Friday, 23 February 2018
What is going on in Bergen, Norway? First we get the all conquering Sigrid and now here comes its latest protégé. She’s called Halie (I’m reliably informed pronounced “Hahh-lee”) and just like Sigrid she’s clearly an impressive talent. This song, Youth, has a colossal chorus. It’s like someone has pulled together all of the best bits of some of the world’s best pop singers (Adele, Sigrid, Florence, Jessie Ware) and wrapped them up into one delicious musical wrap. Oh, and Halie is only 17. Yes, she’s still at school.
It seems it’s not only me that Halie has impressed. She’s been signed to the same people that manage Sigrid and Aurora and after just her fourth ever live show at Where is The Music, a festival that’s the equivalent of Sweden’s Great Escape last week, she was immediately offered a slot on Skavlan, which (again) I’m reliably informed is the biggest TV show in Norway & Sweden. Next up for Halie is Oslo’s By:Larm festival in March, but if like me you are stuck in another country at least you can enjoy this five-star pop song now and whilst you are at it check out her debut song Echo by clicking here, which was released last year. If Halie has more in her bag of the same quality as Youth, she's a contender for sure.
Halie - Youth
My first encounter with Æ MAK was when I selected them as one of my nominations for the Glastonbury Emerging Talent Competition longlist back in 2017. Although they didn’t progress through to the shortlist they seem to have been developing quite nicely anyway; they are the first act chosen for Festival Republic's ReBalance programme this year. The programme was introduced to combat the lack of female acts on festival line-ups (you can read more about it by clicking here), and as a result will be appearing at Latitude Festival in 2018.
This week Æ MAK released a new cut called Glow, their first new tune since the departure of former member Ellie McMahon. It suggests an exciting new chapter for the band. Glow is a bewitching electronic piece that evolves from a shadowy slice of experimental art-pop into a full blown fiery tribal dance tune complete with a strong vocal delivery from Aoife McCann that seems to hint at recognising the good and bad in people as well as yourself and coming to some sort of acceptance of that. It's a fine new season opener, with more music promised as the year progresses.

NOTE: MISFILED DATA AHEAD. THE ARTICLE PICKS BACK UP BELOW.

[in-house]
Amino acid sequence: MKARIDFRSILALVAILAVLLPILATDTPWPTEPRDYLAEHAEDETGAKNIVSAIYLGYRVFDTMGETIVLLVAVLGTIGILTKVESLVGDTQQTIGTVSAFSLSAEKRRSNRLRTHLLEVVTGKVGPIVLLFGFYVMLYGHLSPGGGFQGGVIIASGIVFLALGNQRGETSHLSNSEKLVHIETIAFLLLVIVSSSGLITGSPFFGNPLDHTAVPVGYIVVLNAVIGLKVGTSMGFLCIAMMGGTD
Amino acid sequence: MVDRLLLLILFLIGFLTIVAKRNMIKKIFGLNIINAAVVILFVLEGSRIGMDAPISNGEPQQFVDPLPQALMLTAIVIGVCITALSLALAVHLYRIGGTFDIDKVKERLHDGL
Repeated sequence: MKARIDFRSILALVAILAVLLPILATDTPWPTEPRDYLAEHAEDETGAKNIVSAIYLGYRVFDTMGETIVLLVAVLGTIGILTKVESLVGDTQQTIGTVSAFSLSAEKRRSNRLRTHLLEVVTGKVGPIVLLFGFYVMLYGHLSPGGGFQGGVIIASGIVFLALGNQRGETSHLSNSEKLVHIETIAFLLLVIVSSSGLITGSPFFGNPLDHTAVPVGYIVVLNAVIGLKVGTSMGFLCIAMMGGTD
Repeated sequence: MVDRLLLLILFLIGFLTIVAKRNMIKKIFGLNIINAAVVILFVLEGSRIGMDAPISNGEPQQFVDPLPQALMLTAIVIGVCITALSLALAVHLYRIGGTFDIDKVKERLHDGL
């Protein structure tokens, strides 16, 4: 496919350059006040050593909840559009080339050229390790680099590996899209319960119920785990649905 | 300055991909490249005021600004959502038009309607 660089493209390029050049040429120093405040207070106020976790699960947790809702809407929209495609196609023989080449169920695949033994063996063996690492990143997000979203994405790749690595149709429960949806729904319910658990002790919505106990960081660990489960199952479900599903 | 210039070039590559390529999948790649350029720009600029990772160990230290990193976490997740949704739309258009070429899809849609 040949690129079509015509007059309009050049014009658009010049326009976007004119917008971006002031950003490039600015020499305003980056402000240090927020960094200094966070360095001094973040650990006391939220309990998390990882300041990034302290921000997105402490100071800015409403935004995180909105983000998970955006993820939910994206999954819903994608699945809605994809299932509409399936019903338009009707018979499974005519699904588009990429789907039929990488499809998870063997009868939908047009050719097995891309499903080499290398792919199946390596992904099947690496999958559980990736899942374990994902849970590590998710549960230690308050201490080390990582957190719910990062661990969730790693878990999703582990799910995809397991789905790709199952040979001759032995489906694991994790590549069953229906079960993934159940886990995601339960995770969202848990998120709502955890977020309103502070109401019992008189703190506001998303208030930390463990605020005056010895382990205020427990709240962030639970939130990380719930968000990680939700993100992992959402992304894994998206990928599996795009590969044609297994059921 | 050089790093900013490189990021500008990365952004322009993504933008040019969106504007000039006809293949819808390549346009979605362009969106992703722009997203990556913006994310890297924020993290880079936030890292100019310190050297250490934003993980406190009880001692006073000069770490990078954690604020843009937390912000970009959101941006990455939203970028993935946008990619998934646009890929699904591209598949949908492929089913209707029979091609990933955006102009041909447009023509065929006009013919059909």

If you are in Ireland you can catch Æ MAK when they support Django Django in Dublin on the 2nd March.
Æ MAK - Glow
Last year when Canadian whizz-kid Boniface put his debut track on line it felt like he was almost embarrassed about pop music. I Will Not Return As A Tourist was the sound of someone sneaking into the room and standing huddled in the corner for a bit before suddenly pulling out the party poppers, balloons and dancing wildly whilst spilling champagne on the carpet. Then second track Again & Again took Boniface back to being all introspective, sentimental and probably offering to pay for the carpet cleaning bill, whilst singing about ‘smoking weed and watching Hitchcock’, a little bit like Conor Oberst / Bright Eyes. However, track three, Phantom Limbs, released earlier this week, steps fully out of the closet. This is wide-eyed unashamed pop music.
Of the track, Micah Visser, who is Boniface says: “I wrote Phantom Limbs a few years ago when I was starting to become really unhappy with the way I was treating myself and the way my friends were treating themselves. I wrote it out of frustration without much redemption, and in the years since I’ve really tried to stop doing that. I think it's stuck with the band and I because it’s just really fun to play and we like that contrast.”
With big glossy hands in the air synths and a sense of euphoria in the music this one is geared up for hedonistic times. It's panoramic electronic pop for you to adore.
You can catch Boniface at SXSW in Austin, Texas this March and the Great Escape in Brighton, UK in May.
Boniface - Phantom Limbs
Thursday, 22 February 2018
Looking back at my last few hours Twitter feed (which mainly consists of the music types that I follow), there has been one singular opinion that has stood out with universal agreement, and that is that the new Janelle Monáe single is really rather bloody brilliant.
This worried me a lot. Because every now and then, when the internet gets excited about a song en masse, I often find that I’m a bit underwhelmed by it. Sometimes my opinion changes; for example I initially thought Daft Punk’s Get Lucky, which had that same extreme online reaction, was just OK. But now I’m firmly of the mindset that it is one of the best pop songs of the last 10 years and hope and expect it will be on all those end of decade lists (not too long before we get those folks…). Yet other times I find myself failing to understand why everyone that I follow seems to love something so much and I never ever get beyond that point.
But it’s OK here. More than OK. Because Make Me Feel, from Janelle's new album Dirty Computer, her first in five years, is ridiculously good. Yes, there’s a big dollop of Prince’s Kiss in the track, but heck if you’re going to reference something, choose something great. And Kiss is great. Sure Prince had even greater, but Kiss is up there in the leading pack.
This is pop music’s equivalent of a couple of strong cocktails downed quickly then getting straight onto the dance floor without a care in the world.
Janelle Monáe is here to make you feel damn good. You’re not going to be able to help yourself.
Well done Janelle. Well done Twitter. Well done music.
Janelle Monáe - Make Me Feel (Video)